Athlete Blog: The Three Hardest Lessons I've Learned from Weightlifting

This blog was written by Jake Horst, a 69kg weightlifter for Garage Strength. Jake has won national championships at Youth and Junior levels, and was the national runner-up at his first Senior Championships. 

1. Listen To Your Coach

A lot of Olympic weightlifting athletes start around their teenage years (as I did). These I call the “Rebellious Years.” When I started weightlifting, I thought I knew everything. I would lift heavy when I was instructed not to, I argued in defense of my garbage technique for years, I did my own exercises sometimes because I thought what I was doing wasn't working, and most importantly, I wasn't coachable. When I got into my junior and senior years of weightlifting, I started to notice a minimal amount of growth. It was then that I realized that to be a champion you have to have the best technique. There was no doubt in my mind that I wanted to be a champion, but my technique was nowhere near the best. As we started breaking down my technique and fixing all my flaws, I found myself extremely frustrated and ready to give up. Slowly but surely, I found myself getting better with my technical movements, however I was still nowhere close to the best. Still frustrated and angry I continue to tell myself “if you would have just listened 5 years ago, you would be closer to the best”

2. Weightlifting Is a Lifestyle, Not Just a Sport

The day I decided to take this sport seriously was the day my life changed. It wasn’t just a show up to the gym thing anymore, I had to change my lifestyle. Recovery and nutrition were what I struggled with the most. Coming from a wrestling background, I knew how to cut weight, but cutting weight for weightlifting was totally different. There was no more 3 day weight cuts, it has to be planned out so your body can still perform at a very elite level. To this day I struggle with recovery. Icing, normatec, and stretching were my biggest issues. I used to always make excuses why I couldn’t do those things, now I know that I am the only one responsible for me feeling run down after a big training session. Training became more intense and there was a program to follow. Specific things I did to work on weaknesses and specific movements I did to improve my technique. Weightlifting has taught me to be patient and taught me how to work hard, shaping who I am today. Weightlifting isn’t just a sport. It’s a job that has to be taken seriously in order to be successful.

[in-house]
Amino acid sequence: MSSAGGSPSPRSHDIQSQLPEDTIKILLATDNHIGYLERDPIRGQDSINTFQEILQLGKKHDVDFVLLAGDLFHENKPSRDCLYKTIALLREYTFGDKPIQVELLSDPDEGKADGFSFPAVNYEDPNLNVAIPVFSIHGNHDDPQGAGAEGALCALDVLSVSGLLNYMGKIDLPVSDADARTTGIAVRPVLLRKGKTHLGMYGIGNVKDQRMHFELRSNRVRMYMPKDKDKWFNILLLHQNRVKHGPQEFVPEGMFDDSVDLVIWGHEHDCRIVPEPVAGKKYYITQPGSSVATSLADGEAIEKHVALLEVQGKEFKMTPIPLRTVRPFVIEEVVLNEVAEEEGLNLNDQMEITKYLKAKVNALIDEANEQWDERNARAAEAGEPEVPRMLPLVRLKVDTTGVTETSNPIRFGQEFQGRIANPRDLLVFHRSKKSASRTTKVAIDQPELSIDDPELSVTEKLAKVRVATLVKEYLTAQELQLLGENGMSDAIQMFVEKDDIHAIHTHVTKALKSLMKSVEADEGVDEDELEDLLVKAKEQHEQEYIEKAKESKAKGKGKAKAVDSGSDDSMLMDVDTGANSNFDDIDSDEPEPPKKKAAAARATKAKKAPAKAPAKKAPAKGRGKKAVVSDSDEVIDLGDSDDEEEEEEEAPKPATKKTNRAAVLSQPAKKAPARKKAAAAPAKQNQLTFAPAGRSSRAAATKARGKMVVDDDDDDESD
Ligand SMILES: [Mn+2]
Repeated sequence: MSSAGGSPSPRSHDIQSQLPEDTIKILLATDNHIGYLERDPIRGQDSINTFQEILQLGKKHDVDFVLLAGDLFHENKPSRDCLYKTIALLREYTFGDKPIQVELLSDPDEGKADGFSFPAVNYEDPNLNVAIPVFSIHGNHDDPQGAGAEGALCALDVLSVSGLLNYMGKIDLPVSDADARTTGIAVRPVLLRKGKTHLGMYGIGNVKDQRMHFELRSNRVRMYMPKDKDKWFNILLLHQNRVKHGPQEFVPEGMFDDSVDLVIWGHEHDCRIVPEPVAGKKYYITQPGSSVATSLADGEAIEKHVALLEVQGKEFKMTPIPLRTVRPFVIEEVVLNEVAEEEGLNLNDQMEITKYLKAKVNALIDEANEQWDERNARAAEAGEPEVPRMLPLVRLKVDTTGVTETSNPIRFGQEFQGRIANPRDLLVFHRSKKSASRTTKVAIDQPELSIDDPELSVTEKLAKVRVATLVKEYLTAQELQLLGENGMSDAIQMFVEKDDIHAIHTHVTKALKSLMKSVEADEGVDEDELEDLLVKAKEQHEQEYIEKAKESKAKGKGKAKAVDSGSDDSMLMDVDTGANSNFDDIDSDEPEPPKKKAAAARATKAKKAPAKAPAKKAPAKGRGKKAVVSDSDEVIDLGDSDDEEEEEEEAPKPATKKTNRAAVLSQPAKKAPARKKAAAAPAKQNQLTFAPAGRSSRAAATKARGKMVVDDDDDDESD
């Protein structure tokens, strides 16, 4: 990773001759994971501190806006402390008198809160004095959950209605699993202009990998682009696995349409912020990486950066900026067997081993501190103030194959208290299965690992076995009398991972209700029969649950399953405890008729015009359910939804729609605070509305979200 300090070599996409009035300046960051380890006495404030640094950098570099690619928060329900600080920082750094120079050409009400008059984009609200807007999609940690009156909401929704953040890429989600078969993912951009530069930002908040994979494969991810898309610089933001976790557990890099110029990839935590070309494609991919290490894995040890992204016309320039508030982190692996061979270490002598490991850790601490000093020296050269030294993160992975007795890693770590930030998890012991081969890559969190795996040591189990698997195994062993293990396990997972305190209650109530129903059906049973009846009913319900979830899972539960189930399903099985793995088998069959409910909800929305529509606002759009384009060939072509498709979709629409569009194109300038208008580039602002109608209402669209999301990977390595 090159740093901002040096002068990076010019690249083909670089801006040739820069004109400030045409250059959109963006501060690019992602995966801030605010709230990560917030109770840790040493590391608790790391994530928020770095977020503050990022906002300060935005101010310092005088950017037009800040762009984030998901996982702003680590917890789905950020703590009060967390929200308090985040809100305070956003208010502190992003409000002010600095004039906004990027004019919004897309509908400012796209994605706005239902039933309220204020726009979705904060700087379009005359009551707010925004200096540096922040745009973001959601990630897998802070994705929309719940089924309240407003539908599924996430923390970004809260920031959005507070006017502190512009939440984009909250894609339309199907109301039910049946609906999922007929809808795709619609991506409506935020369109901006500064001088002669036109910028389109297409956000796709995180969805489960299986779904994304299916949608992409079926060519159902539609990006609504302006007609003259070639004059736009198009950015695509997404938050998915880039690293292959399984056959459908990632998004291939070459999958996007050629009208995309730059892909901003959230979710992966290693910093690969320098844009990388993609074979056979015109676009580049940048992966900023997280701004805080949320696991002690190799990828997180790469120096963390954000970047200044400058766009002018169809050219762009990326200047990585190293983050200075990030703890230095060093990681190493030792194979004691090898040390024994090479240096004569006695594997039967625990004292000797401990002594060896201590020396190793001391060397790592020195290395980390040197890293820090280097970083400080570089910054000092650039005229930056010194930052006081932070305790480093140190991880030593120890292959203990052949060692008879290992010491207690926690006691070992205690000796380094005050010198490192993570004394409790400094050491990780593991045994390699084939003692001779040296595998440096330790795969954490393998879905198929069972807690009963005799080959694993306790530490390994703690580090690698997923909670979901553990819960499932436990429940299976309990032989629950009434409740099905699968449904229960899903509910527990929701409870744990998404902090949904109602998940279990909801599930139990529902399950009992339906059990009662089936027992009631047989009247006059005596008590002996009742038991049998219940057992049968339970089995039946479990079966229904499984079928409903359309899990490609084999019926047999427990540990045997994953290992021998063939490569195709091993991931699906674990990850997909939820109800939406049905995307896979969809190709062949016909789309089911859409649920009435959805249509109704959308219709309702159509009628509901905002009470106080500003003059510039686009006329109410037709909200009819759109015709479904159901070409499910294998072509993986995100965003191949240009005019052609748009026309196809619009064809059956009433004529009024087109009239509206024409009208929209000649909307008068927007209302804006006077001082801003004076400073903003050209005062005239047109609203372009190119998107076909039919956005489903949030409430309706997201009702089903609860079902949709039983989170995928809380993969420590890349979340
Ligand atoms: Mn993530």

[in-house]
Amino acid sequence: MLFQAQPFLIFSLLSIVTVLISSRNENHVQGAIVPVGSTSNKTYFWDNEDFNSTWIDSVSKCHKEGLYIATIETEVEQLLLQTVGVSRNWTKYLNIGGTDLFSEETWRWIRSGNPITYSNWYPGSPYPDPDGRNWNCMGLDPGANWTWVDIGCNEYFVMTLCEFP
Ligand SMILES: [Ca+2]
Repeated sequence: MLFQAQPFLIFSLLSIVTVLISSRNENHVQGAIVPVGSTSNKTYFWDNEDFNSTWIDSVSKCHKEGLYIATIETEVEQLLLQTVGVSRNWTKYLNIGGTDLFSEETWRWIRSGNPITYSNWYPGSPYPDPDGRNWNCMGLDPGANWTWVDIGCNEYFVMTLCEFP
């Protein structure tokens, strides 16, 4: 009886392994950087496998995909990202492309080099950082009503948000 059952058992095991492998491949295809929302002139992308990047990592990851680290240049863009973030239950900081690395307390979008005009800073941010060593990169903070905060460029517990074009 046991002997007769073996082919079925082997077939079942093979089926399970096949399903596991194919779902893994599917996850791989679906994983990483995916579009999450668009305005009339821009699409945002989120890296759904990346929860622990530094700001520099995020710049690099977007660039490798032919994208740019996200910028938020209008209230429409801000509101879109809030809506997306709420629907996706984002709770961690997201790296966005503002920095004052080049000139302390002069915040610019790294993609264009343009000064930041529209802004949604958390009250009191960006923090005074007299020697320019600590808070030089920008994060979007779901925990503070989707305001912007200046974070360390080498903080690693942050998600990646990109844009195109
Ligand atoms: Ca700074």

3. Mental Toughness

This is what I struggle the most with. So many hours have been spent doubting myself, and a lot of failure has come from that. You take thousands and thousands of  reps in training to prepare yourself for 6 lifts that matter, and that’s when you have to be mentally strong. The days you feel off, or tired, or even days you don’t want to lift at all have to be positive training sessions. Everyday is a day to learn and get better no matter the circumstances. You have to meditate and envision yourself hitting big lifts on the platform. One missed rep can ruin a training session if you let it, or it can be a learning experience that you can immediately grow from. When you step on the platform for big lifts your mind can’t be racing. You prepare for these big moments in training and that is when you turn your head off and do what you know how to do. The way you feel doesn’t matter if you repeatedly tell yourself that you can be a champion.

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